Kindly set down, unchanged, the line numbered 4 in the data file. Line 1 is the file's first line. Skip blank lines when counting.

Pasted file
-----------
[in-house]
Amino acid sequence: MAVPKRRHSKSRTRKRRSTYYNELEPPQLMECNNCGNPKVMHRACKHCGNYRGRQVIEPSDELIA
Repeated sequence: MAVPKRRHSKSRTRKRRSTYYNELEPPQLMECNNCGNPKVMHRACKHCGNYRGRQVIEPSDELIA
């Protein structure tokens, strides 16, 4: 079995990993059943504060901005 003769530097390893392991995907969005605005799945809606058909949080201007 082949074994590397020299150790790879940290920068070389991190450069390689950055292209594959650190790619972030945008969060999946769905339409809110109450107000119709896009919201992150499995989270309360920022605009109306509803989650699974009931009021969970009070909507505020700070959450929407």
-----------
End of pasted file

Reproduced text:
């Protein structure tokens, strides 16, 4: 079995990993059943504060901005 003769530097390893392991995907969005605005799945809606058909949080201007 082949074994590397020299150790790879940290920068070389991190450069390689950055292209594959650190790619972030945008969060999946769905339409809110109450107000119709896009919201992150499995989270309360920022605009109306509803989650699974009931009021969970009070909507505020700070959450929407």